The experience of patients

Along with the scientific research, there is also the experience of the patients that have found in cannabis a great ally to fight the symptoms of their eating disorder. Jessica, a 31-year-old woman from Denver, manages to slow her mind and "observe" her thoughts rather than get carried away by them. "I'm able to step back and see my irrational thoughts for what they are –irrational – and it gives me the space to look at it and go: Wow, that's a ridiculous thought to have; nothing bad is going to happen to me if I eat this piece of pizza," she says.

Cannabis also helps her experience food differently: "It makes food taste better and eating more enjoyable, which is nice because chronic anorexia messes with your digestive tract and can sort of break your natural hunger cues."

Claire, a 21-year-old student from Seattle, also credits marijuana for helping her in her struggle with anorexia and with the calorie counting she carried out whenever she ate.

The first time she smoked, she got the munchies and ate, but the relaxing effect of cannabis made her forget about the calories she was taking. "I felt guilty at first, but I noticed I felt good physically and it also felt good to rebel against my harmful thoughts," Claire says. "Since I had already lost track, I figured it couldn't hurt to go two days without counting, and so I started smoking more regularly and I haven't counted calories since."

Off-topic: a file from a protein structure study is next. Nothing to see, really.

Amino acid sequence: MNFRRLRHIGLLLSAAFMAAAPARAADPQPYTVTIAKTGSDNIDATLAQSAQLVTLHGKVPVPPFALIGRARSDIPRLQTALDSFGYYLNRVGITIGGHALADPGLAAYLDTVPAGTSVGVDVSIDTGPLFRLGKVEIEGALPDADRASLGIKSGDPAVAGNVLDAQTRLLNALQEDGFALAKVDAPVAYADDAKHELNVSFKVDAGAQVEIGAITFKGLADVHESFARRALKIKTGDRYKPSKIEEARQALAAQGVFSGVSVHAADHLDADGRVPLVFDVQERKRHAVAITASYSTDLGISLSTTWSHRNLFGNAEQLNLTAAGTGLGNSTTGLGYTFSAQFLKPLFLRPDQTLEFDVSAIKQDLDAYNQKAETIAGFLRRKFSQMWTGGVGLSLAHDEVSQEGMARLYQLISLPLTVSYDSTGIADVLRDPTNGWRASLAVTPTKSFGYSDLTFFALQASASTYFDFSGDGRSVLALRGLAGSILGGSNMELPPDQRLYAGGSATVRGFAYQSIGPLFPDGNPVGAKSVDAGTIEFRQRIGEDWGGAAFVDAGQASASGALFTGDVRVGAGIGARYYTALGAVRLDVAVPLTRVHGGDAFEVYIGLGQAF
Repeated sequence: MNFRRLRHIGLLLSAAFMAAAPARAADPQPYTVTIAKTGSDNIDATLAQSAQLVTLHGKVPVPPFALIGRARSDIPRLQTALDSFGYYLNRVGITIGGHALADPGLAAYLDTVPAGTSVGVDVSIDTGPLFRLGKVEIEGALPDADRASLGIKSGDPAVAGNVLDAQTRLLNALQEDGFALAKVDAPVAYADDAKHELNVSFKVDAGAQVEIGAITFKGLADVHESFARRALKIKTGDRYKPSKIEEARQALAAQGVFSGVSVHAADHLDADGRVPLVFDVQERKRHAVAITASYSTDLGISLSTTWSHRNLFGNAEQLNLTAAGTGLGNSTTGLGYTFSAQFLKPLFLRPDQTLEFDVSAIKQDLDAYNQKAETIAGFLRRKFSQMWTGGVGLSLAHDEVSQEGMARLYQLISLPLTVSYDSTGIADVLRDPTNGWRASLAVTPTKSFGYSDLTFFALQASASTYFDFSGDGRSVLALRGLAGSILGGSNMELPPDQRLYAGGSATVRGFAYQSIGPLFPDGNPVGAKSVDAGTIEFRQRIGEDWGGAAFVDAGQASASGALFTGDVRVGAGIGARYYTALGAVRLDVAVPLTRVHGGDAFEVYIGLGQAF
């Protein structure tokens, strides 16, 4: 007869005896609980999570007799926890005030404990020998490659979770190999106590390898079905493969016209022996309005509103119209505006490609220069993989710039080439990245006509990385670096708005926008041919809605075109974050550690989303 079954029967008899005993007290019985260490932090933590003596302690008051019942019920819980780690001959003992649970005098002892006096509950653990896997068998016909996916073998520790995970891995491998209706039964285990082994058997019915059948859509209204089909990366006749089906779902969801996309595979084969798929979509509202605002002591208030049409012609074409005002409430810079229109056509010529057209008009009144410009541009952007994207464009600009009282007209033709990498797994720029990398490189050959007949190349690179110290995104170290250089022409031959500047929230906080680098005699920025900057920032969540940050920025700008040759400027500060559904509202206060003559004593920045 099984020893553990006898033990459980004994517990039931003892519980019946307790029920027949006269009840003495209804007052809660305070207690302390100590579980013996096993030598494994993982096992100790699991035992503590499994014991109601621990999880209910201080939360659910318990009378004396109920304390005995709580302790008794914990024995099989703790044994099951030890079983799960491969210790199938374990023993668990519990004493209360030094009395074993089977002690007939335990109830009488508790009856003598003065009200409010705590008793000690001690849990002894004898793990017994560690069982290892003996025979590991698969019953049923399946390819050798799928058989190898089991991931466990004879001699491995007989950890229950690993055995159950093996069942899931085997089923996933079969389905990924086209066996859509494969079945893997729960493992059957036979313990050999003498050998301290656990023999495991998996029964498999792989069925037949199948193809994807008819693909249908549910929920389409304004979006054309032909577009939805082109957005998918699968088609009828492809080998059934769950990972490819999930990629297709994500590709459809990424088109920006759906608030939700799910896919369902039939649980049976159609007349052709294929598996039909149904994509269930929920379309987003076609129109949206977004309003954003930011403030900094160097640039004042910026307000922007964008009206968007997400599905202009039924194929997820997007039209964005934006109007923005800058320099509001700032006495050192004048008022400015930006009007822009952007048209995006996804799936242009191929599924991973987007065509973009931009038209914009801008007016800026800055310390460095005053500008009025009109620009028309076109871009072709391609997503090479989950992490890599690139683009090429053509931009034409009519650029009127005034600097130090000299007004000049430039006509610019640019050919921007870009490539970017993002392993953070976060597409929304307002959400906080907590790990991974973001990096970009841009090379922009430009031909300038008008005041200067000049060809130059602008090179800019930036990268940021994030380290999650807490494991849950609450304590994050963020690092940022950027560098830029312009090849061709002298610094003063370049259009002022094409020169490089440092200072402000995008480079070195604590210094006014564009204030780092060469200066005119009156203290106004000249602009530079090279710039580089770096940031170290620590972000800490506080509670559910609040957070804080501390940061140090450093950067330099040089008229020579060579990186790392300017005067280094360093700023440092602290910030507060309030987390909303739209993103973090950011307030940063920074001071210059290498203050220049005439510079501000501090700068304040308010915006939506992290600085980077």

Both women say they don't smoke huge amounts or get high, they just take small doses to get through bad moments. "Some days, I wake up feeling anxious and nauseous", Jessica says. "I can't smoke at work, so I struggle through the day and then have one or two hits off my vaporizer to calm the anxiety and stimulate my appetite so I can eat dinner."

Hunger and relaxation

Cannabis has various beneficial effects in patients with anorexia. First, it can help increase their appetite, often gone after years of deprivation in order to lose weight. However, as a binge can trigger negative thoughts in the patients, it is advisable to fill the fridge with healthy food rich in beneficial fats. These foodstuffs help the organism generate endocannabinoids, the compounds responsible for telling the brain when to ingest food. Increasing its concentration through these fats will make the patient feel in good spirits and relaxed, which is very important in this type of disease.